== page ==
The black Mohair leech is my go to streamer pattern for sea run brook trout and Steelhead. It’s a well known pattern, with many tying tutorials around the web. Pictured above is my variation on the mohair leech. I make a few additions in the tying process that really help improve durability as I feel that when tied traditionally, this fly tends to fall apart quite quickly. Olive and white work well for this pattern, but my preferred colour is black.
- A spool of Mohair yarn.
- Streamer hooks. Most of mine are tied on size 6 or 8.
- Lead free wire, a bead head would also work.
- Choice of flash. I use Flashabou grizzly accent silver/black in this tutorial.
- Black thread.
- Head cement or hard as nails clear nail polish.
You will also need a bobbin or something similar for applying the head cement. The brush that comes with many bottles of head cement will not work well with all the loose fibres in this pattern.
How to tie a mohair leech
Step 1: Select a size 6 or 8 steamer hook and mash the barb in the vice.
Step 2: Wrap on desired amount of lead free wire for weight. I fish tidal rivers and estuaries with strong current, so I like to tie my streamers fairly heavy.
Step 3: Tie in Marabou tail.
Step 4: Pinch off the tail end of marabou fibres with your fingers, this makes a more natural cut then using scissors. The fibers should be pinched off to be approximately a hook length long.
Step 5: Tie on your choice of flash. I like to keep it minimal, just one strand of flash per side but you can add more if you like.
Step 6: Tie in a strand of Chenille and a strand of mohair near the hook bend.
Step 7: Make touching wraps with the chenille towards the hook eye. The chenille creates a base for the mohair yarn to sit on. I find that if I wrap the mohair yarn onto the hook without a base, it tends to fall off the lead free wire underneath after a few casts. The chenille is bulky enough to prevent the mohair yarn from slipping out of place.
Step 8: Make touching wraps forward with the mohair yarn, pulling the fibres rear wards as you wrap.
Step 9: Whip finish and apply head cement to the head of the fly.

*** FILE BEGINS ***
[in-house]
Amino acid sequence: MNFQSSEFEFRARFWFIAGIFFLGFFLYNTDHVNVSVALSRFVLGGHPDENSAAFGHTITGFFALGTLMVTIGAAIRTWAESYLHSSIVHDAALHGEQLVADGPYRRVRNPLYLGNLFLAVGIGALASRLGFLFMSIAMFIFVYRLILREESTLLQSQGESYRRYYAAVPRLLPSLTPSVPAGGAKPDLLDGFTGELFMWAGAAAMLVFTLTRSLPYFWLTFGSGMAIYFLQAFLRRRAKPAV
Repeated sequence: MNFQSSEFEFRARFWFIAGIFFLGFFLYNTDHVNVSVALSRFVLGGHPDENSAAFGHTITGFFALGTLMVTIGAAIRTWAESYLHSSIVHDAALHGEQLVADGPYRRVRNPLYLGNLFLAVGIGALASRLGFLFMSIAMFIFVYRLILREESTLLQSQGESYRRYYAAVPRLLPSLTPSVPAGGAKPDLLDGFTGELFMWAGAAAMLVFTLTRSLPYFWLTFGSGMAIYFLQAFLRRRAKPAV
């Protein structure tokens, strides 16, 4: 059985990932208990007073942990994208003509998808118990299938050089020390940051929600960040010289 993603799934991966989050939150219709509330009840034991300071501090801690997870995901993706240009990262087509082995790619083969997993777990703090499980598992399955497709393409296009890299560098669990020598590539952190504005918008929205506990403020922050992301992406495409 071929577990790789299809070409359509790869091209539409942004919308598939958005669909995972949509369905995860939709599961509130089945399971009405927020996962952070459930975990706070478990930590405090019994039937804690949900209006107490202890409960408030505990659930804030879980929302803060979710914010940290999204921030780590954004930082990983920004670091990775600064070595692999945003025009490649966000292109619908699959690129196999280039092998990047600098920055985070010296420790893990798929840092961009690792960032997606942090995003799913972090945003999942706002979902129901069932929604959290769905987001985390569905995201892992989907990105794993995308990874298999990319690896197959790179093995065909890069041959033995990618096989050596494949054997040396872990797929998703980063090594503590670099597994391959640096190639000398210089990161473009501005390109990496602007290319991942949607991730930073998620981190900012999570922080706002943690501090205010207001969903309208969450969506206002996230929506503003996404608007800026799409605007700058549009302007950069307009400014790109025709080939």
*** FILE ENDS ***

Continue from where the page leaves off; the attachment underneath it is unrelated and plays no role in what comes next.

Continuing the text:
Step 10: Spread the fibres evenly to either side like in the image below. Carefully apply Zap-a-gap or head cement to the top of the fly at the base of the mohair fibres, being careful not to accidentally get any head cement anywhere else. You want the head cement to be quite thing and “sink” into the thread wraps rather than coat them. This will firmly cement the mohair fibres in place, greatly extending the life of the fly. Be sure to pay extra attention to the wraps near the rear of the fly by thehook shank, as they are the most prone to coming loose.
Step 11: Let fly dry out.
Step 12: Brush the Mohair fibres with a tooth brush and reposition fibres so they are even around the fly. You should end up with a nice and full looking fly.
Step 13: Done! All that’s left to do now is catch some trout!
I’ve made the chenille and head cement additions to the fly after fishing some flies I tied in the more traditional way that fell apart. The thread wraps tended to fall rearwards and wrap themselves around the hook bend, or I would end up with a large patch of lead free wire showing. Since I’ve been fishing the modified flies I’ve found them to last much longer.
As mentioned before the Mohair leech is a fantastic streamer fly for trout. I find letting the line and fly sink to the bottom before retrieval increases the number of takes. Retrieve speed varies day to day but typically stripping the fly at a fairly steady pace produces consistent results.